Building suspense is important in a memoir, because you want people to stay invested in the story and have that visceral reaction of intrigue that makes them want to keep turning the pages. But if most of the action in your story was internal, it can be difficult to know how to achieve this.
So -how do you turn a true story that’s character-driven and mostly internal, into a page-turner?
I just finished Dani Shapiro’s Inheritance and I could not put it down.
I thought I’d take this opportunity to share a few thoughts on how memoirists can build suspense in a narrative-driven book. Inheritance shot to the New York Times bestseller list within its first week of release, and part of the reason, I think, is that it’s written like a DNA-detective story.
You might think your book needs to be strongly plot-driven to keep the reader turning pages. But it’s not true!
All memoirs are character or narrative-driven, essentially, because they’re exploring an experience through the lens of memories of that experience.
Take some pointers from what I noticed in Inheritance by Dani Shapiro as this is how i think she’s made her memoir such a page-turner.
1: Start late, finish early
This is an old screenwriting tip, to start scenes as late as possible (ie. in the thick of the action) and finish early (ie. without cleaning everything up!). Shapiro does this with the chapter structures in this memoir which builds suspense and keeps the pacing going.
2: Begin the memoir with the inciting incident
We know by page 17 about the DNA test that reveals her father is not her actual father. I’m not spoiling the book for you here! This leads us to wonder: how will she solve this quest? We know the quest from the get-go. We feel her shock without endless reams of backstory (because of how beautifully she writes) and then little pieces are spliced throughout the rest of the book. But we know enough, to feel the shock and want to join her on this quest to find her real identity, her real father.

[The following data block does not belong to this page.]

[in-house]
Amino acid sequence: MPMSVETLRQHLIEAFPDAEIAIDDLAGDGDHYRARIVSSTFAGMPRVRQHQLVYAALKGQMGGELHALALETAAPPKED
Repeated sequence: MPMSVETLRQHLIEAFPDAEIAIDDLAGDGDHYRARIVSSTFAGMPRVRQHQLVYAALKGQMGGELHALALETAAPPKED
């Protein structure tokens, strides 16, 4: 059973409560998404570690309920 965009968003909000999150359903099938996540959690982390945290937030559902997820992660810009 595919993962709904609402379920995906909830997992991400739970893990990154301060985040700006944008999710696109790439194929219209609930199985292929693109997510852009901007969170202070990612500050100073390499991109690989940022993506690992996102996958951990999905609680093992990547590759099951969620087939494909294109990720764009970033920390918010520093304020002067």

If you read this post about why most memoir manuscripts are rejected, you’ll know the number one reason is because they start in the wrong spot.
Shapiro starts right in the thick of it, which is perfect for the reader to be plunged into the central ‘dilemma’ of the story.
3: Pay attention to chapter structure
As we go through this quest with Shapiro, there’s a clear passing of time, but each chapter ends with a new problem or question being offered, and most of the chapters are quite short. Shorter chapters quicken the pace, generally, longer ones slow the pace. Some of the chapters – particularly early on – are only two pages! This heightens the pace in the beginning. Longer chapters in the middle area build to the central climax or reversal.
The beginning of the chapters firmly plants you in the scene in terms of time, space and current dilemma, and ends with a question or new thread of intrigue which signifies what’s changed in the central characters since the beginning of that particular chapter. For instance, at the end of chapter 37, the last two lines:
…he wrote two brief lines that for the first time made me weep. Strange how I misspelled thoughts as “thoughtus.” Perhaps it was an appropriate slip.
4: Internal conflict is action
If you think about it, not much physically or outwardly happens to Shapiro through the course of this memoir. This is why it’s such a beautiful study in structure and pacing. She perfectly weaves in flashbacks and back story to drive the quest that is the engine of the story. Moving seamlessly from the repetitious question
When did my mother know? What did my father know?
to the yogic philosophy of Samskara, you really feel as though you have a birds-eye view on the inner conflict and meanderings of Shapiro’s psyche as she works through this monumental life shift.
And no, there’s no violence, no wild car chases or otherwise hectic action. Shapiro beautifully interweaves historical data around IVF and fertility clinics with personal experience and even religious philosophy.
Inheritance is a great example of blending themes in memoir, and also very poignant and lonely, in some ways. Have you read it? What did you think…?
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